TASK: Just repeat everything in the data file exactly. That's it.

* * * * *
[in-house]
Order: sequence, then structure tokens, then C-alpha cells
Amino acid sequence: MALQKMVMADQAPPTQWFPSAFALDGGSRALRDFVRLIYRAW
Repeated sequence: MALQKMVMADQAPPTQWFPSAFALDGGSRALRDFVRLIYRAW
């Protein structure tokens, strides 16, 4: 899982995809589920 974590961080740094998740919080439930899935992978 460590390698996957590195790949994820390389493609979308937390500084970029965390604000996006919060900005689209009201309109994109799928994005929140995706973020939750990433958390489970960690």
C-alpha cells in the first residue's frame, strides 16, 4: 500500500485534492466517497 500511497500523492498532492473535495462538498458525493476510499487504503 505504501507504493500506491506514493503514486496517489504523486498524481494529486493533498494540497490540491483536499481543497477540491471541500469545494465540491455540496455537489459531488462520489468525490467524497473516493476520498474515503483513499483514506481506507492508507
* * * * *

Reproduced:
[in-house]
Order: sequence, then structure tokens, then C-alpha cells
Amino acid sequence: MALQKMVMADQAPPTQWFPSAFALDGGSRALRDFVRLIYRAW
Repeated sequence: MALQKMVMADQAPPTQWFPSAFALDGGSRALRDFVRLIYRAW
């Protein structure tokens, strides 16, 4: 899982995809589920 974590961080740094998740919080439930899935992978 460590390698996957590195790949994820390389493609979308937390500084970029965390604000996006919060900005689209009201309109994109799928994005929140995706973020939750990433958390489970960690």
C-alpha cells in the first residue's frame, strides 16, 4: 500500500485534492466517497 500511497500523492498532492473535495462538498458525493476510499487504503 505504501507504493500506491506514493503514486496517489504523486498524481494529486493533498494540497490540491483536499481543497477540491471541500469545494465540491455540496455537489459531488462520489468525490467524497473516493476520498474515503483513499483514506481506507492508507